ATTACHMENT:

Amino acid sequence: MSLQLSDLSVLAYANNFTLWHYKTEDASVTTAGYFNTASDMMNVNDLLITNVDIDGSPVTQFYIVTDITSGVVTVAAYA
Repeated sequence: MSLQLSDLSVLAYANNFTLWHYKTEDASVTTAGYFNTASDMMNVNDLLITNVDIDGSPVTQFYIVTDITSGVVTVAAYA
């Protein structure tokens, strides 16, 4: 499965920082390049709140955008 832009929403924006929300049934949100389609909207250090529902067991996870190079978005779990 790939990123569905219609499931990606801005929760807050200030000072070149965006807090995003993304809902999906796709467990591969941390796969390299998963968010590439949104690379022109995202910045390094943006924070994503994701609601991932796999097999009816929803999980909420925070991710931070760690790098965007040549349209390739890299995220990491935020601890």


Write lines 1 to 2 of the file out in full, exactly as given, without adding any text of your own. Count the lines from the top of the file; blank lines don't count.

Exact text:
Amino acid sequence: MSLQLSDLSVLAYANNFTLWHYKTEDASVTTAGYFNTASDMMNVNDLLITNVDIDGSPVTQFYIVTDITSGVVTVAAYA
Repeated sequence: MSLQLSDLSVLAYANNFTLWHYKTEDASVTTAGYFNTASDMMNVNDLLITNVDIDGSPVTQFYIVTDITSGVVTVAAYA